of this study was to examine the psychometric properties of the Postpartum
Bonding Questionnaire (PBQ) in Japanese mothers. Additionally, we investigated
the association between postpartum bonding and postnatal depression. The participants
of this study were 1786 Japanese mothers, recruited during their infants’ 3
months check-ups at a public health center. The mothers completed the PBQ and
the Edinburgh Postnatal Depression Scale (EPDS). We examined the factor
structure of the PBQ. However, we were unable to confirm the original 4
factors. A 1-factor solution was extracted by omitting 9 items that did not
have significant loadings onto the single factor. According to the cut-off
values of the original PBQ, the positive rate was 7.7%. The PBQ score was
moderately correlated with the EPDS score. The abridged 16-item Japanese
version of the PBQ can be used as a reliable screening tool during check-ups
for Japanese mothers. Health practitioners should pay attention to mothers who
have bonding disturbances at postpartum.
Objective: To investigate the relationships between depressive mood, bonding failure, and abusive parenting. Method: We distributed questionnaires to 1198 mothers attending a three-month postnatal health check-up in rural areas in Japan. The questionnaires assessed these three variables along with demographics. We evaluated the causal relationships by comparing different structural equation models to the data. Results: Although all the models fit the data well, the best Akaike Information Criterion was obtained from a model where both depressive mood and bonding failure predict abusive parenting, but depressive mood and bonding failure do not predict each other directly. The determinant coefficient of child abuse in the final model was 0.13. Discussion: We found depressive mood and bonding failure during postpartum period impacted negatively on mother’s parenting behaviour. Because only 13% of the variance of abusive parenting was explainable by this model, further study should be needed to identify other risk factors of child abuse. Similarly, midwives and public health nurse in community should pay attention to not only depression but also bonding failure to prevent child abuse.
maternal happiness, an indicator of quality of life that may decrease the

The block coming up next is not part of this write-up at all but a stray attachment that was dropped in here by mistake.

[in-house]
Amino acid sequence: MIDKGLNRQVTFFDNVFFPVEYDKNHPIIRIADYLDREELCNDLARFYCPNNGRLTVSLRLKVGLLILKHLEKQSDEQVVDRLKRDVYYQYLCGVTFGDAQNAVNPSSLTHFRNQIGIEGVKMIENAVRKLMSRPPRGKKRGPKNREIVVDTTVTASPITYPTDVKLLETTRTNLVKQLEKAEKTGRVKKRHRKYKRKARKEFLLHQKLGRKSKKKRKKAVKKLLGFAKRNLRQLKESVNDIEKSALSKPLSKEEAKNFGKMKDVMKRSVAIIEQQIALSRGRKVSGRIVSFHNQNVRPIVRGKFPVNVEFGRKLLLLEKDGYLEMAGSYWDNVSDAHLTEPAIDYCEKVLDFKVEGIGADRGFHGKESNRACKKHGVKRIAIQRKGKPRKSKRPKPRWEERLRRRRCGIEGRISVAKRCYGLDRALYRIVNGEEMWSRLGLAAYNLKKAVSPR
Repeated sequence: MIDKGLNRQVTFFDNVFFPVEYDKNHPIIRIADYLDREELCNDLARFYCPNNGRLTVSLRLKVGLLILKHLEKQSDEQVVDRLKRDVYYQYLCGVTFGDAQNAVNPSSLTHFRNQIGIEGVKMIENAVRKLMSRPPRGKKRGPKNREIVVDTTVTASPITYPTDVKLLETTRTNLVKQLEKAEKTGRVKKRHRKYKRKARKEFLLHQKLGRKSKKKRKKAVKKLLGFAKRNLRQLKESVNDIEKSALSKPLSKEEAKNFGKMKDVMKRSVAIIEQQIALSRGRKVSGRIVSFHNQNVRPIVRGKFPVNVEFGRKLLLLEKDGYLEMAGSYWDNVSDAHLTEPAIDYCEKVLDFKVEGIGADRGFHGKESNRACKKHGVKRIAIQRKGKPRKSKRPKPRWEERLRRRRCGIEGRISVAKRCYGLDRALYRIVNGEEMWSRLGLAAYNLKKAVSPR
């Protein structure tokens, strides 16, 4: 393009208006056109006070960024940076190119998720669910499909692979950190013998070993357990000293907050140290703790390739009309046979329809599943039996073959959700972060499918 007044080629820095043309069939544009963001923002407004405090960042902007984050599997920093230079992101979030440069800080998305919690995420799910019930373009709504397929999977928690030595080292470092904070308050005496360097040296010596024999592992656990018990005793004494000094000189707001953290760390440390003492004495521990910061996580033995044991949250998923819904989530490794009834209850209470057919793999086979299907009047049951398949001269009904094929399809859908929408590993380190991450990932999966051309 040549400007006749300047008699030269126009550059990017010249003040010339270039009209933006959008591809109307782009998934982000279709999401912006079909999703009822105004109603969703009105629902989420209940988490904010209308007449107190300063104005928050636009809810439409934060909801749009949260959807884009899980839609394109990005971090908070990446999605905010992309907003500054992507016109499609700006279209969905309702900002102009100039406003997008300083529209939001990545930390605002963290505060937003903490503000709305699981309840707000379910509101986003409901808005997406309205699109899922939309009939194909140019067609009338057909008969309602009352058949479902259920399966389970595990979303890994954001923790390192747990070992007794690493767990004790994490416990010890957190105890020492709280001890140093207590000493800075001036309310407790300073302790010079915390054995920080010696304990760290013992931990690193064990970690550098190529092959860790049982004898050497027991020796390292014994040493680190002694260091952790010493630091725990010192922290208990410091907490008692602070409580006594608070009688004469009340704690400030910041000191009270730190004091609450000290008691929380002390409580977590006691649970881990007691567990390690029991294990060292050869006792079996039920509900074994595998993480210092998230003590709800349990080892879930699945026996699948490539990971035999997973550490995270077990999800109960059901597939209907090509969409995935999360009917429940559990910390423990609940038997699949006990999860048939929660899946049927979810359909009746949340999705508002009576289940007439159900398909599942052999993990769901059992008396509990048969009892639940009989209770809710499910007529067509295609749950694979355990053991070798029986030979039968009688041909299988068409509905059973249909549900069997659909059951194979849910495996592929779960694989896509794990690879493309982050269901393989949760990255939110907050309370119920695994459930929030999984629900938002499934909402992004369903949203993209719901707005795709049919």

effects of negative emotions such as postpartum depression, is not well
studied. The purpose of this analysis was to explore how postpartum mothers
experience happiness. Data were part of two cross-sectional studies with
snowball sampling designed to understand health status of Chinese postpartum
mothers. Forty-eight and 151 Chinese mothers within 1-year postpartum in the
United States and Taiwan, respectively, answered an open-ended question about
the happiest events they experienced during the postpartum period. Qualitative
data were analyzed by bracketing contexts to meaning units, aggregating meaning
units into themes, and deriving a thematic structure that fitted all themes.
Interconnectedness and fulfillment were identified as describing postpartum
maternal happiness. Existence of the baby, interaction with the baby,
connecting everybody in the family, and integration of the baby into the family
were the categories of interconnectedness whereas extension of mother’s life,
achievement, and being supported were the categories of fulfillment. The center
of the postpartum mother’s life was the baby and the baby, as well as
activities associated with the baby, was the main source of mothers’ happiness.
Family support and achievement of various expectations, including continuation
of the family name, also contributed to maternal happiness. Helping new mothers
to understand both positive and negative emotions may encourage further
discussion about areas in which mothers are feeling particularly challenged. Interventions
such as cognitive counseling that stresses positive emotions may be used to
assist new mothers find a healthy balance of emotions, especially cope with
depression or feelings of sadness.